New York State Senate passes bills to prohibit funding of university groups supporting boycott of allied nations

Assemblymember Carl E. Heastie
Speaker, New York State Assembly
Speaker@nyassembly.gov

Assemblymember Deborah J. Glick
Chair, Higher Education Committee
New York State Assembly
glickd@assembly.gov

Dear Speaker Hastie and Assemblymember Glick,

We write to you on behalf of the Middle East Studies Association of North America (MESA) and its Committee on Academic Freedom to express our deep concern over two bills – S2493 and S4837 – that were recently passed by the New York State Senate and have been referred to the New York State Assembly’s Higher Education Committee. If enacted into law, these bills would violate the principles of academic freedom and threaten the constitutionally protected free speech rights of students and faculty at New York’s institutions of higher education.

MESA was founded in 1966 to promote scholarship and teaching on the Middle East and North Africa. The preeminent organization in the field, the Association publishes the International Journal of Middle East Studies and has nearly 3000 members worldwide. MESA is committed to ensuring academic freedom and freedom of expression, both within the region and in connection with the study of the region in North America and elsewhere.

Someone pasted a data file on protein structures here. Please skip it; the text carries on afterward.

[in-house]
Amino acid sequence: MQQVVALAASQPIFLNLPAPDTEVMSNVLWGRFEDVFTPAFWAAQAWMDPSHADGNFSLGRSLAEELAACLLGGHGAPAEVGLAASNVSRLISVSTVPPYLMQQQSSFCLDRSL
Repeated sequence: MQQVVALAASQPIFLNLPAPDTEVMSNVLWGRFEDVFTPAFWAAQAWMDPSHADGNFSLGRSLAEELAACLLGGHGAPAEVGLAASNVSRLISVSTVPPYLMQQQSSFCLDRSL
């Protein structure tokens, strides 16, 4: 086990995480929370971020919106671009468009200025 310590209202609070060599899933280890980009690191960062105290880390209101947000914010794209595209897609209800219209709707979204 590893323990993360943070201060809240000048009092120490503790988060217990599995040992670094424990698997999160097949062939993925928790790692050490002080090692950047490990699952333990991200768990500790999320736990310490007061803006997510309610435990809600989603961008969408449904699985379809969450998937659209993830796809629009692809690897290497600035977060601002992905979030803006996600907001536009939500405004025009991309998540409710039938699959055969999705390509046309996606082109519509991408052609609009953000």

S2493 prohibits the State University of New York, the City University of New York and the state’s community colleges from providing funding to any student group or organization that “directly or indirectly promotes, encourages, or permits discrimination, intolerance, hate speech or boycotts against a person or group based on race, class, gender, nationality, ethnic origin or religion.” The bill goes on to specify that the prohibition of “boycott” applies only to a set of “allied nations,” including the State of Israel.

S4837 would legislate that “no college in this state may use state aid provided directly to such college to: fund an academic entity, provide funds for membership in an academic entity or fund travel or lodging for any employee to attend any meeting of such academic entity if such entity has issued a public resolution or other official statement or undertaken an official action boycotting a host country or higher education institutions located in such country.”